Sunday, April 02, 2006

Hearts of Royal Oak

A kinda old/new venue for us - we haven't played here since The Star Club days when it was generally on a sunday lunchtime and to people either working on, or recovering from, a hangover. Or both. It's now all stripped pine, bright lights, but still a tiny stage, so The Drummer and The Bass Player commandeer that and the talent hangs out at the front. The brightness of venue is often a good indicator of how the night is going to go. A dark, sticky-carpeted smoky hole of a place often means that we're in for a rough time of it repartee-wise, but the honest denizens of such insalubrious places are usually quite seasoned gig goers, and if you can avoid being buttonholed in the gents'* as to why or how you should play (say) some Wishbone Ash, are usually among the most appreciative of a band that can play all the right notes in mostly the right order (which thankfully we usually manage, nineteen songs out of twenty) and aren't shy about letting you know. Conversely, of course, if you bugger it up, they're not inclined to keep their feelings to themselves either. Brightly lit places, on the other hand can be restrictive in terms of letting one's hair figuratively down and it can take a while to warm up. It's tough to be the only one applauding a version of Haircut 100's "Fantastic Day" if everyone can see you're the only one doing it. Still buoyed on the success of last night's performance however, we launch straight in and are rewarded early on by some (albeit seated) jiggering, singing along and appreciative applause, and sometimes that's all it takes to get you going. It's always nice to see tha bar staff singing along because, despite protestations to the contrary by many vociferous audience members throughout the years, they are the ones you have to impress - after all, the guys serving drinks are the ones who keep the diary with the magical rebookings in. A corking show, chums, with very few wrong notes at all. The Singer still enjoys catching up with his reading during the show, and has to be dissuaded that his vocals were much stronger yesterday, the reasoning being that the six or seven pints of Guinness may have affected both his performance and perception of events, and I enjoy throwing (variously) power grabs, devil horns and clenched fists (while on bass) - all to impress veteran metal fan and friend Stalker Bertie, it has to be said. Or so I claim. To be honest, there are parts of the set where one is simply a kid in front of the mirror with a tennis racket again, albeit a particularly loud tennis racket and one which takes a lot shorter time to check the tension on all of the strings. The end of show "Fat Bottomed Girls" is developing inexorably from joke encore to rock workout - "Helter Skelter" is now making regular appearances, and fret frottage among the guitar players is legion. "Good riffage" was one post gig comment, as was "It's alright, The Boss likes you" - this is not a reference to Springsteen dropping in on Felixstowe Road, but a go-ahead for the wedding reception we'd been tentatively booked for in August. Although how Granny and the Aunties will take to "I Predict A Riot" remains to be seen. We have all coincidentally turned up in black tops - The Bass Player's sports the legend "Who's The Daddy", and The Other Guitarist's bears a large image of Gene Simmons, which leads to minor hilarity when it is revealed that when packing up and carrying gear to the cars he has been genuinely startled by a ghostly and demonic image rearing up before him which turns out to be a reflection of his t-shirt in the rear window of his car highlighted by the pub's security lights. The drummer chews phlegmatically on a chicken burger from the takeaway two doors down and remarks sadly "....and they make jokes about drummers....."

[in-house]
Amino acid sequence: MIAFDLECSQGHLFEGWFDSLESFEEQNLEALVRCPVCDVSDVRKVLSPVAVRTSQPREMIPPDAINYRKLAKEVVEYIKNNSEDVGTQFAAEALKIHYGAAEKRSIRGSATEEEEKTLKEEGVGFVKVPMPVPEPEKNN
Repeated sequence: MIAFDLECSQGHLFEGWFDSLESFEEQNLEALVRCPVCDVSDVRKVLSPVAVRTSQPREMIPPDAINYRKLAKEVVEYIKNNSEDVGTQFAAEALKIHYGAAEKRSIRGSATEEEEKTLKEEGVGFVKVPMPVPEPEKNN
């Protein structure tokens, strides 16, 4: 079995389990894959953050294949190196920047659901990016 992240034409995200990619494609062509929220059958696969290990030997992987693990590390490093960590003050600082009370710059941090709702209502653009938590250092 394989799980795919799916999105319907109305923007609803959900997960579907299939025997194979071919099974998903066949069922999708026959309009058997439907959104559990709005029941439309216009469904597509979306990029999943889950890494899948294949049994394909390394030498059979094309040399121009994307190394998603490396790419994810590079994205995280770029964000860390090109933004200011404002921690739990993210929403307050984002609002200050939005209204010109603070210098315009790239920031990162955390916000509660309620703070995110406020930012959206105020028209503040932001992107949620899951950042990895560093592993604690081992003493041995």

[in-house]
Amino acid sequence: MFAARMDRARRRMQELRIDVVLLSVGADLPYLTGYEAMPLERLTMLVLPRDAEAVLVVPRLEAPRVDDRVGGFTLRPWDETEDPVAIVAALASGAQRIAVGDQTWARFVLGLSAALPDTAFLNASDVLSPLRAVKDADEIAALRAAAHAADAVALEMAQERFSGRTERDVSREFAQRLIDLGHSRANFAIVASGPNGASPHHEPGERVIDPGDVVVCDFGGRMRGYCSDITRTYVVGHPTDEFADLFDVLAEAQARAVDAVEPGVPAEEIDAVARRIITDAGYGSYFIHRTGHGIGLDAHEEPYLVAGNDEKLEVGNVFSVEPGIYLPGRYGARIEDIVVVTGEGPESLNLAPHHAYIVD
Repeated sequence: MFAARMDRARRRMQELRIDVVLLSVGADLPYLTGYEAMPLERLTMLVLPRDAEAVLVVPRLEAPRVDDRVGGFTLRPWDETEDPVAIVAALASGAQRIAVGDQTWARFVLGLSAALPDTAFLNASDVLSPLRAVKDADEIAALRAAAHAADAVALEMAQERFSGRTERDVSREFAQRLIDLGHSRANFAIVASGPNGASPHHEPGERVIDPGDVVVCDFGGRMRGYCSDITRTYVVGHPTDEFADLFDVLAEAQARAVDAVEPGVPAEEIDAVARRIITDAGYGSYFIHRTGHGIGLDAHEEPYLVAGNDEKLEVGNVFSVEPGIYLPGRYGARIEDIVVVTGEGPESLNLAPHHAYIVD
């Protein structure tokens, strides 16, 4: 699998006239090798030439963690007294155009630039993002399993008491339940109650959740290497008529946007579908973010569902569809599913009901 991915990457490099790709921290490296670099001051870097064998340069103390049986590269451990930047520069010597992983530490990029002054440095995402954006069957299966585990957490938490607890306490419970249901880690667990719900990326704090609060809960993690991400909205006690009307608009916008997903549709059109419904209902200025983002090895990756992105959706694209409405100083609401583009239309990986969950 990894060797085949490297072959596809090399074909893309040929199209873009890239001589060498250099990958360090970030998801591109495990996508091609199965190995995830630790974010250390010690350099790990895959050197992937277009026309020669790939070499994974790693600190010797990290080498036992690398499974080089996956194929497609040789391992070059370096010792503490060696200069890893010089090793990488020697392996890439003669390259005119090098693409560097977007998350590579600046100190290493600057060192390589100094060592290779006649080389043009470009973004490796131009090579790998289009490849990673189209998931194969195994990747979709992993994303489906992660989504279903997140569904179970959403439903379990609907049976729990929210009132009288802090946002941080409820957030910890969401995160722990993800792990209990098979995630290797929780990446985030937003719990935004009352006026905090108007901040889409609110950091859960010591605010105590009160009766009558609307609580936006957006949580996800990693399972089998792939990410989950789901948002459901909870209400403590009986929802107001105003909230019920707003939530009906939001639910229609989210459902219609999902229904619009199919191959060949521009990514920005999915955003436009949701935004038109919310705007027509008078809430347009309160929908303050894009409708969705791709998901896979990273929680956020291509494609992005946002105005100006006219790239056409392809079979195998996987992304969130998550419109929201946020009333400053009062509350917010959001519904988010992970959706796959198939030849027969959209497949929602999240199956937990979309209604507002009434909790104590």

*no, it's not a euphemism, potty-mouth....

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